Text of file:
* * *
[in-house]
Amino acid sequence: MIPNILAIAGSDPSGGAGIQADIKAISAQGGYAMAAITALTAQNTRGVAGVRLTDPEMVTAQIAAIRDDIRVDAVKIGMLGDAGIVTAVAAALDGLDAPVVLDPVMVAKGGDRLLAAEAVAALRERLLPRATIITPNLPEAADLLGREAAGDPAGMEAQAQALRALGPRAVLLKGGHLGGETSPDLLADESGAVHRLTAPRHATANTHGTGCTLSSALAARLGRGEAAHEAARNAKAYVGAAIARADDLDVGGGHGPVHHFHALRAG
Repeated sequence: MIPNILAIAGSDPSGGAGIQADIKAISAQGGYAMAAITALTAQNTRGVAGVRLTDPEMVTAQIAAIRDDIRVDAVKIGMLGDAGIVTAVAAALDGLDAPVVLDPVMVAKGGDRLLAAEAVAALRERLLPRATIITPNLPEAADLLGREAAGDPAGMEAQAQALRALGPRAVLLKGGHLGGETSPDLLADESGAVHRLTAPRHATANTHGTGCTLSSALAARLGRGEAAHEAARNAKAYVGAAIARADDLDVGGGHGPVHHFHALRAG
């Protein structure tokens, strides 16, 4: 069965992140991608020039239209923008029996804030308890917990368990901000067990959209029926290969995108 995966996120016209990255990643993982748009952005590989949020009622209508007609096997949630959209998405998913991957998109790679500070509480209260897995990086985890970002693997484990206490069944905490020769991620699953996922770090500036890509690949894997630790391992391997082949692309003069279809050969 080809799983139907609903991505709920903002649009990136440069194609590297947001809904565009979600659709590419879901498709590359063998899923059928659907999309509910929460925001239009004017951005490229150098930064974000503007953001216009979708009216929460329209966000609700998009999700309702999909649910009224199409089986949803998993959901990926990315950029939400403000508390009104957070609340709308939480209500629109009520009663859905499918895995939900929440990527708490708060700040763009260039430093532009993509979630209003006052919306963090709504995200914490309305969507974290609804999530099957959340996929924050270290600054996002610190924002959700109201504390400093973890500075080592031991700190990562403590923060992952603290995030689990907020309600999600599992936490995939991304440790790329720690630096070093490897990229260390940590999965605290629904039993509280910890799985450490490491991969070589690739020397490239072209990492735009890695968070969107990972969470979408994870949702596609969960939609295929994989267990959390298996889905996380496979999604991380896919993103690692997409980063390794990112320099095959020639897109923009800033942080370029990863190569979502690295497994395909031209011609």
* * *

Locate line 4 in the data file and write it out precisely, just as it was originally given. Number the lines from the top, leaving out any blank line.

């Protein structure tokens, strides 16, 4: 069965992140991608020039239209923008029996804030308890917990368990901000067990959209029926290969995108 995966996120016209990255990643993982748009952005590989949020009622209508007609096997949630959209998405998913991957998109790679500070509480209260897995990086985890970002693997484990206490069944905490020769991620699953996922770090500036890509690949894997630790391992391997082949692309003069279809050969 080809799983139907609903991505709920903002649009990136440069194609590297947001809904565009979600659709590419879901498709590359063998899923059928659907999309509910929460925001239009004017951005490229150098930064974000503007953001216009979708009216929460329209966000609700998009999700309702999909649910009224199409089986949803998993959901990926990315950029939400403000508390009104957070609340709308939480209500629109009520009663859905499918895995939900929440990527708490708060700040763009260039430093532009993509979630209003006052919306963090709504995200914490309305969507974290609804999530099957959340996929924050270290600054996002610190924002959700109201504390400093973890500075080592031991700190990562403590923060992952603290995030689990907020309600999600599992936490995939991304440790790329720690630096070093490897990229260390940590999965605290629904039993509280910890799985450490490491991969070589690739020397490239072209990492735009890695968070969107990972969470979408994870949702596609969960939609295929994989267990959390298996889905996380496979999604991380896919993103690692997409980063390794990112320099095959020639897109923009800033942080370029990863190569979502690295497994395909031209011609």